Tuesday, March 15, 2016

The Wedding of Math, the Pontiff, and a Fishing Hole

I'm late for the wedding.

I hurry my pace towards the church. Layers of English schoolchildren fitted in azure-blue blazers man all the traditional checkpoints. One hands me a program at the threshold of the narthex, and I mumble "thanks," self-conscious of my American accent. My wife and boys follow.

The church interior is light and airy. It looks much bigger on the inside; this is clearly a cathedral. It instantly reminds me of where I was married in Kingston, Ontario. But the ceremony has already started, and I scan the pews for seating; we're supposed to sit on the left side. I hastily pick an open pew several rows back. Pope Francis is in the front row, sitting among several other attendees from the Vatican I suppose, and I don't want to draw his attention as a latecomer. From behind, I can tell it's Francis from his white vestments and zucchetto.

I look at the program. It's a five-in-one job. The local pastor must be overly stingy with his printing budget, and I vainly search for the particulars of the specific service we're at. Where is the itinerary for this wedding, I ask myself.

I know the celebrant is my home parish priest without recognizing him. I don't consider how he got here, or why he's celebrating  mass so far from where we live. He has just begun his homily. I realize he is using mathematics to prove that some music used in church isn't sacred! Suddenly, I find myself near the front, watching intently. I must have made my way here quietly when the sermon took this interesting turn. This priest knows his math! I can see the obvious logic of where his integral is heading. "Does anyone here understand the calculus?" asks the priest. He looks directly at me, but I'm hesitant to raise my hand, conscious that the Pontiff is seated immediately to my left. I don't want to look to overly self-confident in front of the Pope.

The final flourishes of the solution are flawlessly logical. The priest finishes his proof and states unequivocally, "Now here is the type of music that should be played at church," gesturing towards a band composed of men in women dressed in short, red lederhosen, just long enough in the leg not to be unseemly, though I'm struck by the dissonance. Some of this group begin to play instruments while others sing. Then they march out of nave ahead of the congregation.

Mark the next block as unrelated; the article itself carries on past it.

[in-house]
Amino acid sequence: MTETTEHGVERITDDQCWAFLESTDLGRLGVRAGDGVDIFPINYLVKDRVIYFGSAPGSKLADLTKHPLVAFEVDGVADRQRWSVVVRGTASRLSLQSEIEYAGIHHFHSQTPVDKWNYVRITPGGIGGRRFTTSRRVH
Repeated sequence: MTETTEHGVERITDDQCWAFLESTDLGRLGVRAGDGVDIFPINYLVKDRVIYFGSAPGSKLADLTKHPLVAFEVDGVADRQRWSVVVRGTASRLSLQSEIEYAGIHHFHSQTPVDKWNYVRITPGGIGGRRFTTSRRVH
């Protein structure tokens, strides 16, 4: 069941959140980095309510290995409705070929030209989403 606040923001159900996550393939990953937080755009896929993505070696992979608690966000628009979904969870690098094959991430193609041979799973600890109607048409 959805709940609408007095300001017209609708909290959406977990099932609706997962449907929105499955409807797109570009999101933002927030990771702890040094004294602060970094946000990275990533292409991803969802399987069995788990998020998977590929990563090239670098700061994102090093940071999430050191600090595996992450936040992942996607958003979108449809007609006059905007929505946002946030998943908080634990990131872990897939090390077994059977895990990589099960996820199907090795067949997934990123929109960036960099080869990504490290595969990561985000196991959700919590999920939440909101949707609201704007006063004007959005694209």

"What are they singing?" I ask someone who I know is my cousin in an arched hallway. "I can't understand the words." I am told it's just an intonation of voice in reply. I'm unconvinced, sure there is meaning sewn within the tonality.

We enter a banquet hall. At least two rows of tables are covered with steaming trays of food. Won't all this get cold before we're even to communion? I'm curious about how the priest intends to finish the mass in here, and I briefly wonder where the Pope is, though I don't dwell on where my immediate family disappeared to. But it seems I must wait for the answer. I sit with several others in chairs aside from the laden tables, and I notice my first cousin Tim sitting across from me. "Have you been fishing?" I ask him. I'm thinking of a fishing spot in upstate New York, where my every cast of even a bare hook brings in a big fish. It's right next to a boat ramp, so I've always been surprised no one else knows that spot. I've been there many times with my Dad, in other dreams.

Before my cousin can answer, I suddenly hear country music. How I hate that packaged syrup. Where is it coming from?

And then I realize it's my alarm, and it's 5:30 am. Time to stumble out of bed for work. Nothing will have me hit the "wake" button on my radio alarm faster than country music.

Dreams -- they take you places, but you rarely get to the destination. Now I'll never know who was getting married, though I must have been a guest of the bride. I ponder whether I'll ever find that fishing spot, so seemingly in reach. I may never again have an opportunity to meet the Pope. And how I wish I could remember the flawless logic of a priest's application of integral calculus. 

It was so clear.